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Radial Head Fractures

Patient History and Physical Findings


Physical Findings:

Aspiration and intra-articular block can be used to allow for the assessment of potential mechanical block to flexion-extension, or rotation (as well as diagnostic of a fracture with aspiration of hemarthrosis)

Imaging and Diagnostic Studies


  • AP/Lat elbow, wrist, shoulder
  • radiocapitallar view: patient is positioned as for a lateral view of the elbow, but the tube is angled 45 degrees toward the shoulder.
  • Fat pad sign can be helpful if no fracture seen, but fat pad sign is present in some normal individuals


  • Itamura et al quatified associated injuries in 24 elbows with Mason type II or III fractures:
    • MCL 54%
    • LCL 80%
    • osteochondral injury 29%
    • capitellar bone bruise 94%
    • loose bodies 92%


Mason Classification


Differential Diagnosis

Essex-Lopresti Fracture - radial head fracture, DRUJ disruption, and intraosseous membrane injury


  • Surgical Indications:
    • Radial head excision can be considered if it is an isolated injury(i.e. there is not an Essex-Lopresti fracture).
      • In the setting of an Essex-Lopresti fracture (radial head fracture, DRUJ disruption, and intraosseous membrane injury) proximal migration of the radius and a reduction in grip strength, valgus instability, posterolateral rotatory instability, heterotopic ossification, and post-traumatic arthritis of the ulnohumeral articulation may occur. Therefore it is recommended to either repair or replace the radial head.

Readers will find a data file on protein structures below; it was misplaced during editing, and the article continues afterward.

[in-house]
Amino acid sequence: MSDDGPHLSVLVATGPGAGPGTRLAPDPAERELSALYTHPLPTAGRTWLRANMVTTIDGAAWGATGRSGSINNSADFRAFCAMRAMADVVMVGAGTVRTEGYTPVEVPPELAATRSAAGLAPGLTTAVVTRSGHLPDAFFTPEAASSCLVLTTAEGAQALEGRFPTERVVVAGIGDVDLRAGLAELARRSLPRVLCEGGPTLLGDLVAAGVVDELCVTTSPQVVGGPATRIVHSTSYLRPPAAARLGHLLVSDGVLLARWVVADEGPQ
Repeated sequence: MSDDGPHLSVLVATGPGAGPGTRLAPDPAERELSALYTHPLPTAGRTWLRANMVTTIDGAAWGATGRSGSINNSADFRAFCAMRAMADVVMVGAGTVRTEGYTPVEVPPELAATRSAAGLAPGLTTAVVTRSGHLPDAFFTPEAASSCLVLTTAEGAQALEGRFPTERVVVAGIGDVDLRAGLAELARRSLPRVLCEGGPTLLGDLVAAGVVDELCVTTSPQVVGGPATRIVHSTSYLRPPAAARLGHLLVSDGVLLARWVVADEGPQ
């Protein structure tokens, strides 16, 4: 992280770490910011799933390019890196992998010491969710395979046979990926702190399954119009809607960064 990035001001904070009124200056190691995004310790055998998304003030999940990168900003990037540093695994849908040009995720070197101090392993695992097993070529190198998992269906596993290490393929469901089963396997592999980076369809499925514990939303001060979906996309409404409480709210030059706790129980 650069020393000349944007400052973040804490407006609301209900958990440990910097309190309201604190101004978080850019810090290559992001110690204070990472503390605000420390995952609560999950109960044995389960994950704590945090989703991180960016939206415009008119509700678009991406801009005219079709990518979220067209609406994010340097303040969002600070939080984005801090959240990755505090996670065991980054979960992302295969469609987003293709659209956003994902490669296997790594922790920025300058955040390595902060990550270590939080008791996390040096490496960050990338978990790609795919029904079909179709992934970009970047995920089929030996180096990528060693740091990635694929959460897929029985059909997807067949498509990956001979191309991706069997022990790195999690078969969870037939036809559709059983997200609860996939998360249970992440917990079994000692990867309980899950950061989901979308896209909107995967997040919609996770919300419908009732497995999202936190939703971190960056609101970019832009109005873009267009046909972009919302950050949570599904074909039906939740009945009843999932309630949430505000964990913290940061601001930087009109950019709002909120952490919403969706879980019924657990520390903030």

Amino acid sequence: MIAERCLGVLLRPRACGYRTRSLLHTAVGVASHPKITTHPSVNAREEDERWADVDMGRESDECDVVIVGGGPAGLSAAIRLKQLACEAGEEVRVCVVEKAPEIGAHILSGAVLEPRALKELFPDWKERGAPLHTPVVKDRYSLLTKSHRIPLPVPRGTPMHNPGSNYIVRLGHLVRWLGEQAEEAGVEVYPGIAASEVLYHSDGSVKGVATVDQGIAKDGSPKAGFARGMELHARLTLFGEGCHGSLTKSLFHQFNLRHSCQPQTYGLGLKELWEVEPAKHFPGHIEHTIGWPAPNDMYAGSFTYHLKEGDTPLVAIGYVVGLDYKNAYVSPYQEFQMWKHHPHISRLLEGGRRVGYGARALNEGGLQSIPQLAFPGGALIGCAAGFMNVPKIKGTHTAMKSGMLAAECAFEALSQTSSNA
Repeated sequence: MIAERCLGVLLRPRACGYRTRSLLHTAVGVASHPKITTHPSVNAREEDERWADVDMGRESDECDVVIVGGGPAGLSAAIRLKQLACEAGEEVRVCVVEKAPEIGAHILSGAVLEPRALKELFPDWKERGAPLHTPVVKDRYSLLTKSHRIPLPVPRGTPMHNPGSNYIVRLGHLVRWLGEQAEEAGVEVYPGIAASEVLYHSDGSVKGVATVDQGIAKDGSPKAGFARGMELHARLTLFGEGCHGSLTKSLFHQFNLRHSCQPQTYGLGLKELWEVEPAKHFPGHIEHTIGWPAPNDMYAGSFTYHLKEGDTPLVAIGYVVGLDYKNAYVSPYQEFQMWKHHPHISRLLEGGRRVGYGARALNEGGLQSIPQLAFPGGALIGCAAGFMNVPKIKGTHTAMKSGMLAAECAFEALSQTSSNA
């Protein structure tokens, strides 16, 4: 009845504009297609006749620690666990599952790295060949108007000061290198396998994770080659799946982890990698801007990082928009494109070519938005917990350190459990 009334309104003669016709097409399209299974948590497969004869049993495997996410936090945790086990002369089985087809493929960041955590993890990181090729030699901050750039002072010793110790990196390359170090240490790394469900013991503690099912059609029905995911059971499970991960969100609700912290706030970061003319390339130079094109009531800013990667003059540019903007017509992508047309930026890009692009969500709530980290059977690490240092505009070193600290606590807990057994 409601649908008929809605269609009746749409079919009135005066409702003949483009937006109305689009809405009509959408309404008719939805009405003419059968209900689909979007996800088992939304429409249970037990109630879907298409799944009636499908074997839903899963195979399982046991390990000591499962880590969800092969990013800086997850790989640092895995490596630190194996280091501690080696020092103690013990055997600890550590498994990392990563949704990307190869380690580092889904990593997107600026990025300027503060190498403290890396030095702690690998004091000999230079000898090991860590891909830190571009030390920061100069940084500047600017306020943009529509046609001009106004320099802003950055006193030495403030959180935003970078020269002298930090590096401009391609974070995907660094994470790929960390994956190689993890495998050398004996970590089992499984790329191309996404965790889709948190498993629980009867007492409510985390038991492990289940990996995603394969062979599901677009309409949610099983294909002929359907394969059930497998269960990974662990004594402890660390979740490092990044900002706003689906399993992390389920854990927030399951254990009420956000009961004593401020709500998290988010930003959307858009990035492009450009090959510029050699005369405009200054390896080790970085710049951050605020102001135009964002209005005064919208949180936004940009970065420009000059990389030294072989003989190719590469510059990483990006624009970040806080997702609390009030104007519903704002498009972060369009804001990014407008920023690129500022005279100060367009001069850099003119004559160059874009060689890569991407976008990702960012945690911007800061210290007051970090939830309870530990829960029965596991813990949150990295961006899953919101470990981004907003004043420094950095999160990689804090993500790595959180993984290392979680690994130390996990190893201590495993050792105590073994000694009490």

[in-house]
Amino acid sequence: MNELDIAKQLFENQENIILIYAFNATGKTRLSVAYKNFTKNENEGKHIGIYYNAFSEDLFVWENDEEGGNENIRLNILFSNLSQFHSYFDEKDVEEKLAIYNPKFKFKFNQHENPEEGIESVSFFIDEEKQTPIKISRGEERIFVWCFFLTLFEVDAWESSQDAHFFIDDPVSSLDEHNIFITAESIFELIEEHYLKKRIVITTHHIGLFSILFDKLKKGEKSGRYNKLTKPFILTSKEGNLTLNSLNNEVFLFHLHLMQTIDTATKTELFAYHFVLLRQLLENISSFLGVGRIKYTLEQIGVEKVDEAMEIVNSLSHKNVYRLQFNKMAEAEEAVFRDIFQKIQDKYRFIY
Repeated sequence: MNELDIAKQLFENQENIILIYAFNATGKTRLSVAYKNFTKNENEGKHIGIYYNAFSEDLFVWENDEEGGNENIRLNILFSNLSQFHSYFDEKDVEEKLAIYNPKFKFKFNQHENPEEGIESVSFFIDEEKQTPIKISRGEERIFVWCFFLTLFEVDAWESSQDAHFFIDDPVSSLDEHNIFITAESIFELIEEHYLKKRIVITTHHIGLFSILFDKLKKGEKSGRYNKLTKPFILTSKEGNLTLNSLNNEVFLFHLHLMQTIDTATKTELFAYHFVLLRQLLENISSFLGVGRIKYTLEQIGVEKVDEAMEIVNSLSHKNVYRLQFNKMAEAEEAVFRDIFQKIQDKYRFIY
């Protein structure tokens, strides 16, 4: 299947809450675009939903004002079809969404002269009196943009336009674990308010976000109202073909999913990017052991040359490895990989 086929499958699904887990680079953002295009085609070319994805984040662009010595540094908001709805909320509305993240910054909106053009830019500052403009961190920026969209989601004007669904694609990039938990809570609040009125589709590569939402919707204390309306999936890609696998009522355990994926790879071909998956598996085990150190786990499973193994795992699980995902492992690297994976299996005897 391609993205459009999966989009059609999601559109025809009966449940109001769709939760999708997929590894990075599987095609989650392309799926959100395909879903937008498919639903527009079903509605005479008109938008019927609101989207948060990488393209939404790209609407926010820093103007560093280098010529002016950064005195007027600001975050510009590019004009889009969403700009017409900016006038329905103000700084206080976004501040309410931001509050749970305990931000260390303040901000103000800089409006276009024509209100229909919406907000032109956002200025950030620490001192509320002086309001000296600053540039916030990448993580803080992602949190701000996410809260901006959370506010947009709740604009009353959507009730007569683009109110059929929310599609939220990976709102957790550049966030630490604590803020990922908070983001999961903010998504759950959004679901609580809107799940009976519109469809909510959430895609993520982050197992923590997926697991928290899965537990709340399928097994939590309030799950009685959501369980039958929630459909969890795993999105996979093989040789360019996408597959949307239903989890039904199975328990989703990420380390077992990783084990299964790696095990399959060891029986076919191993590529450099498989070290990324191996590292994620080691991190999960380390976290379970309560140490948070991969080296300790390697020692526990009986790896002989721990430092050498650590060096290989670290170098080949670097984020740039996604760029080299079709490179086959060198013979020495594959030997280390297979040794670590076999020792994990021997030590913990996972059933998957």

• optimal scenarios include elderly, low energy injuries, no concomitant ligamentous injuries
      • isolated, displaced two-part fractures are preferrably treated with ORIF
    • Simple excision of fragments less than 1/3 of radial head may be considered if unrepairable.
    • The radial head should be repaired or replaced when:
      • There are associated soft tissue injuries at the elbow, including:
        • Disruption of the anterior band of the MCL (secondary valgus instability)
        • Essex-Lopresti Fracture (secondary longitudinal instability)
        • Lateral collateral ligament (posterolateral rotatory instability; presence of radial head allows for proper tensioning of the LCL)
        • Elbow dislocation (posterolateral rotatory instability, recurrent posterior dislocation)
      • If there is a block to flexion/extension, or rotation
      • Angulation more than 30o
      • Depression of articular surface of more than 3 mm
      • Greater than 1/3 of radial head involved
    • Open reduction internal fixation is indicated for:
      • Partial articular fractures with a single fragment
      • Mason type 3 (complete articular) fractures with three or fewer fragments
      • ORIF is carried out in 70% of patients for whom it is intended due to the fact that there is often more comminution found intraoperatively than was apparent on preoperative radiographs. One must be prepared for a "plan B" replacement.
    • Radial head replacement is recommended for:
      • Tenuous fixation
      • Mason type 3 fractures with more than three articular fragments.
      • Advanced age, sedentary, smokers, patients on medications that impair healing (eg prednisone), significant medical comorbidities
      • Irreparable cartilage injury